Reflections on the Value of Constitutions in Our Revolutionary Age
By Karl Loewenstein AMHERST COLLEGE
The epidemic of constitution-making in the wake of World War II has no parallel in history. Since 1945 some fifty-odd nations have equipped themselves with new constitutions.1 In some countries____________________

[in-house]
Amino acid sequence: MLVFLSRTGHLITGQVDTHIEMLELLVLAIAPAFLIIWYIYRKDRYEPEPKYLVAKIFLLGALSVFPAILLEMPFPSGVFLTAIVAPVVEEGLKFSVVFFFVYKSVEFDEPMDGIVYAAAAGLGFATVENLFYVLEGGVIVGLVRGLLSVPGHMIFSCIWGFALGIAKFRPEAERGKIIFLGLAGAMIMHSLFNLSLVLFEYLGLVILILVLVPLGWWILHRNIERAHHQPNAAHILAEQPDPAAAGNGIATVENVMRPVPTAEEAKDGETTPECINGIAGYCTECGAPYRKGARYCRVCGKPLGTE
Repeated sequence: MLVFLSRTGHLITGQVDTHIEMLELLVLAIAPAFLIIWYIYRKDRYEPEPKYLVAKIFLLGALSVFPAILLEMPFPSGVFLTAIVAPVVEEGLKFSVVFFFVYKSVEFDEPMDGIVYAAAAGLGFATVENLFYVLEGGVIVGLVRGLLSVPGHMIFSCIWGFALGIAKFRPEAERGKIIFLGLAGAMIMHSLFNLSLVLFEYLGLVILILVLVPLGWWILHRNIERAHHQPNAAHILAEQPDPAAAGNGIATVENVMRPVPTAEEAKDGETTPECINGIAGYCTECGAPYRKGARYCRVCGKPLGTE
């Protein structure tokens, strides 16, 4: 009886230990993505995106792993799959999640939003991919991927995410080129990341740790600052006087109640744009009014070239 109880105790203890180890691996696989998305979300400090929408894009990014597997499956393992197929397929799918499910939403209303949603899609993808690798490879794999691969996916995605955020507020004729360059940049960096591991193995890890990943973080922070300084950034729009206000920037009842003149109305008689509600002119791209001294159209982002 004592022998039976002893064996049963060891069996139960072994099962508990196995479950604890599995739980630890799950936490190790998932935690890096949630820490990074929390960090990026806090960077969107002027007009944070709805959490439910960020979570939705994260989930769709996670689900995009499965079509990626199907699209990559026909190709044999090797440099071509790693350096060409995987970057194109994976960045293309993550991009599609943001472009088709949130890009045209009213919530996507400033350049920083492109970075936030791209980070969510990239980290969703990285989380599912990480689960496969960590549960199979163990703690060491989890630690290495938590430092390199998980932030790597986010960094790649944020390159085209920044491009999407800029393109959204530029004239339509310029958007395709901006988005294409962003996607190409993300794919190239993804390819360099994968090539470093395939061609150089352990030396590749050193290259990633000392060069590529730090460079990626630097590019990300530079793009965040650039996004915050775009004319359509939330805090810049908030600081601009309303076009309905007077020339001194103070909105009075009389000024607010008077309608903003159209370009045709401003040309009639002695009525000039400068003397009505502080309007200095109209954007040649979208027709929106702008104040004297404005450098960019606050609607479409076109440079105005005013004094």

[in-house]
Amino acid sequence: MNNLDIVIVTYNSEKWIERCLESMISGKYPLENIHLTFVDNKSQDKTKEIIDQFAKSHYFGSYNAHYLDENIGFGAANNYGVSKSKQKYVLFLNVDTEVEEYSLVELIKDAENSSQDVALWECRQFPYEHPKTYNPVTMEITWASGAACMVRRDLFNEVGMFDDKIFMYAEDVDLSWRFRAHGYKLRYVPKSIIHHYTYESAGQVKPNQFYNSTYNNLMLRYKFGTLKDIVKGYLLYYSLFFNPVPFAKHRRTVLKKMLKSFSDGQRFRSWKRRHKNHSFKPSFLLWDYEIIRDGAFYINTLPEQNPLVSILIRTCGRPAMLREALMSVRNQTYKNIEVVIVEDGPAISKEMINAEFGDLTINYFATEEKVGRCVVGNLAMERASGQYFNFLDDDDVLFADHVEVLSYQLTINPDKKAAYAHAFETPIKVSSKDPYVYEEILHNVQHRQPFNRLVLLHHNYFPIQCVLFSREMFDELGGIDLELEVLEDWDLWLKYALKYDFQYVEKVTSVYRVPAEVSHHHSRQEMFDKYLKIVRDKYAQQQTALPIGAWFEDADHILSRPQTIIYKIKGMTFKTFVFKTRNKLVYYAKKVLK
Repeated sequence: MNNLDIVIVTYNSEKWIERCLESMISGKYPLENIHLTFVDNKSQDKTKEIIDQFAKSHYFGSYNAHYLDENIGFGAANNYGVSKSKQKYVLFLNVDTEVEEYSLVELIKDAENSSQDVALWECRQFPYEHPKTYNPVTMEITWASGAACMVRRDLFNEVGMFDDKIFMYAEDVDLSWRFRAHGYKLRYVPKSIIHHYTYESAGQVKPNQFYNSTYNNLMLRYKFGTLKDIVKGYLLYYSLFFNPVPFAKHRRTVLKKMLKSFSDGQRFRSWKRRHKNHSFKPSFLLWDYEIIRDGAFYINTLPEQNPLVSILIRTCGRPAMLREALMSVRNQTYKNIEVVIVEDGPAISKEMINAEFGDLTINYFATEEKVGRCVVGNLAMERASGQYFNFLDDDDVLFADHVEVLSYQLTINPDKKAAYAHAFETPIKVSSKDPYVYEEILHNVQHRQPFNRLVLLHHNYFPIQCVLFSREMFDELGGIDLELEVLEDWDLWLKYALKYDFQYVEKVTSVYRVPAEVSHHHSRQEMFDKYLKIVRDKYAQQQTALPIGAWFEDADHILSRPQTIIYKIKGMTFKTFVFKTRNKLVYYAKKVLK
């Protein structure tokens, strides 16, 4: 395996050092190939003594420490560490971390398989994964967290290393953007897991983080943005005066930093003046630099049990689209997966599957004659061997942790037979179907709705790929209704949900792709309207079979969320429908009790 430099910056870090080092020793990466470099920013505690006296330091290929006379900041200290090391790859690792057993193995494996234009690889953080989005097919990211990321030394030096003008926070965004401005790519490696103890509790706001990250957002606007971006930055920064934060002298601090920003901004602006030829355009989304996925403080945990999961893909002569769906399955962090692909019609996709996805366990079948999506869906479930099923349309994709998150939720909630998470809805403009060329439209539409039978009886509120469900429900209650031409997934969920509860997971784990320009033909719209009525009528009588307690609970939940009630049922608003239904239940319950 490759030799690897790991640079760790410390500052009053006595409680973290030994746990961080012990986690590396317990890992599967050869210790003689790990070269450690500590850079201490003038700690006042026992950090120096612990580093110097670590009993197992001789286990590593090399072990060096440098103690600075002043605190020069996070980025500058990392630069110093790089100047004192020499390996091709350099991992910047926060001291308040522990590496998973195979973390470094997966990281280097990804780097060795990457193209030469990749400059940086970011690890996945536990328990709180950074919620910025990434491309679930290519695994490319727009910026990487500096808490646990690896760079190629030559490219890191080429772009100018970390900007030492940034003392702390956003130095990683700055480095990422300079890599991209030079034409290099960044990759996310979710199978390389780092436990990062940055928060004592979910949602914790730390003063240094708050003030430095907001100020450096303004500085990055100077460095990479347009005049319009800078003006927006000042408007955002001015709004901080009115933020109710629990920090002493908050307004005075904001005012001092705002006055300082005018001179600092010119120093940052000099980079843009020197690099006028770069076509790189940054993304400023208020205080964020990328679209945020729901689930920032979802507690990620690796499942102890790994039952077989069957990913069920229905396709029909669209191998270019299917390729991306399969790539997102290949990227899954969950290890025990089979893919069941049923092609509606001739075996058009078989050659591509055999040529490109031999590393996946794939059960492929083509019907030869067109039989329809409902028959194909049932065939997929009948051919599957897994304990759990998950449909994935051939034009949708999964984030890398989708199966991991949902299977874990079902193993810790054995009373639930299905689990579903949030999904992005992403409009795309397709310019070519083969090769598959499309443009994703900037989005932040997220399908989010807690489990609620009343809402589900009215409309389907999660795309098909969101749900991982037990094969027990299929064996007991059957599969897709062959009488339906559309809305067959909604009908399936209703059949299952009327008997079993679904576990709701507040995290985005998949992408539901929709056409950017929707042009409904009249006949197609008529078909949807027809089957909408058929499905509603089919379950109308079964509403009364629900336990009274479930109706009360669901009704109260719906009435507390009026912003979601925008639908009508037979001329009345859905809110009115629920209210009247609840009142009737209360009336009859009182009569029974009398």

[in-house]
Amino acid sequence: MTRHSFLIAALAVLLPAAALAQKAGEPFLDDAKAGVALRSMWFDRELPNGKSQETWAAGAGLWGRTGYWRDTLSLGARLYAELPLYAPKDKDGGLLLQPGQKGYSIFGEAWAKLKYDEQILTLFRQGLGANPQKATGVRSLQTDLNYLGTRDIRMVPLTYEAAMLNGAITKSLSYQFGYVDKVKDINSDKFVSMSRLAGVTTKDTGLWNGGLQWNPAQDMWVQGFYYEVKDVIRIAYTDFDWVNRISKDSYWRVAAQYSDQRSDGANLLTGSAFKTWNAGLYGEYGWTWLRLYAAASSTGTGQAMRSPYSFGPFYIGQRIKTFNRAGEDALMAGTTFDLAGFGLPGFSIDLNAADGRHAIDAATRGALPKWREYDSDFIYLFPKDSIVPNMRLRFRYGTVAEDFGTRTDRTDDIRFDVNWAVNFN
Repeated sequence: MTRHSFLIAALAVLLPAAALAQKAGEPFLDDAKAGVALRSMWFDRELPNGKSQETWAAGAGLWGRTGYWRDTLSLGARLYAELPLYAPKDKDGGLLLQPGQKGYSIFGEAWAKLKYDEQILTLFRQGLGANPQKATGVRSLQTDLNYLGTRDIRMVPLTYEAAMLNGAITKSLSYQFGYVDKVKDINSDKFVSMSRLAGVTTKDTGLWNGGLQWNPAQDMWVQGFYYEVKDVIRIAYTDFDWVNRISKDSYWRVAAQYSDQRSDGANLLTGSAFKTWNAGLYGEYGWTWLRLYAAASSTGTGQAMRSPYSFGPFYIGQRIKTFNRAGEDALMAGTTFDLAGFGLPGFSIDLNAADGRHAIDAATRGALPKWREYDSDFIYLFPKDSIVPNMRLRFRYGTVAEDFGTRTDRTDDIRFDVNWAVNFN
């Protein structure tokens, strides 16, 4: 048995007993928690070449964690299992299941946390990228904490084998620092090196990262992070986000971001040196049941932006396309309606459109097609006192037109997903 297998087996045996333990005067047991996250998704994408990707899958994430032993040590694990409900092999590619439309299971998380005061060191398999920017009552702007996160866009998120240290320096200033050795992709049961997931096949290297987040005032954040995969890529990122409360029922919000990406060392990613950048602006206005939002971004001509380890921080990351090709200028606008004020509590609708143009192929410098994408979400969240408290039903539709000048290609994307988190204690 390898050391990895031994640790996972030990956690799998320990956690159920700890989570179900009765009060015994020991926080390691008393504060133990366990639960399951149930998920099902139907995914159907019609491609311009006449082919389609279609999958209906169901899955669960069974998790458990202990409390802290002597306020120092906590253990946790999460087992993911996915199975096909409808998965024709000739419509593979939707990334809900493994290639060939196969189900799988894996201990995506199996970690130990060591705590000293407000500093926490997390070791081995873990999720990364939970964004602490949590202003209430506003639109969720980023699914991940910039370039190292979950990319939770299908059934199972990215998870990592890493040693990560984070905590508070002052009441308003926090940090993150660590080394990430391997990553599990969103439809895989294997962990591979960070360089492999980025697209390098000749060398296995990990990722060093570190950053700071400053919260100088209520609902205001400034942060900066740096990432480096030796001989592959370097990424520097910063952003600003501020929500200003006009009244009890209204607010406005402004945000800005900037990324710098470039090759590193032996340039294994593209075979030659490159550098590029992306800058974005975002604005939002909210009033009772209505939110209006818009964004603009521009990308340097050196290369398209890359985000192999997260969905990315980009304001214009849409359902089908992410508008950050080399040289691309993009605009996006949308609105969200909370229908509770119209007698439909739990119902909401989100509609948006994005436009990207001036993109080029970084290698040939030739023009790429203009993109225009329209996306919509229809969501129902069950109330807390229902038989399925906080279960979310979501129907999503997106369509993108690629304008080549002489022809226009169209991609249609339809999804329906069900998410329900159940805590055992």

Reliable texts are not easily obtainable except in the case of Western Europe and Latin America; a good collection of the latter is edited by Russell H. Fitzgibbon, The Constitutions of Latin America ( Chicago, 1948). For the Arab world, see Helen Miller Davis, Constitutions, Electoral Laws, and Treaties of the States in the Near and Middle East ( Durham, N.C., 1947). The ambitious undertaking by Amos J. Peaslee , Constitutions of Nations ( Concord, N.H., 1950), to assemble in three volumes the constitutions of all states seems, at least to the author of this section, a complete and unmitigated failure. Translations are often far from accurate even if obtained from American embassies abroad. The factual data (in some cases even concerning the very date of the constitution) are shot through with crude errors; the introductions of the editor are often without understanding. Much of the tabulatory material is worthless. The bibliographies are neither up to date nor properly selective. Misspellings abound. It is regrettable that the author's efforts have resulted in so amateurish a compilation.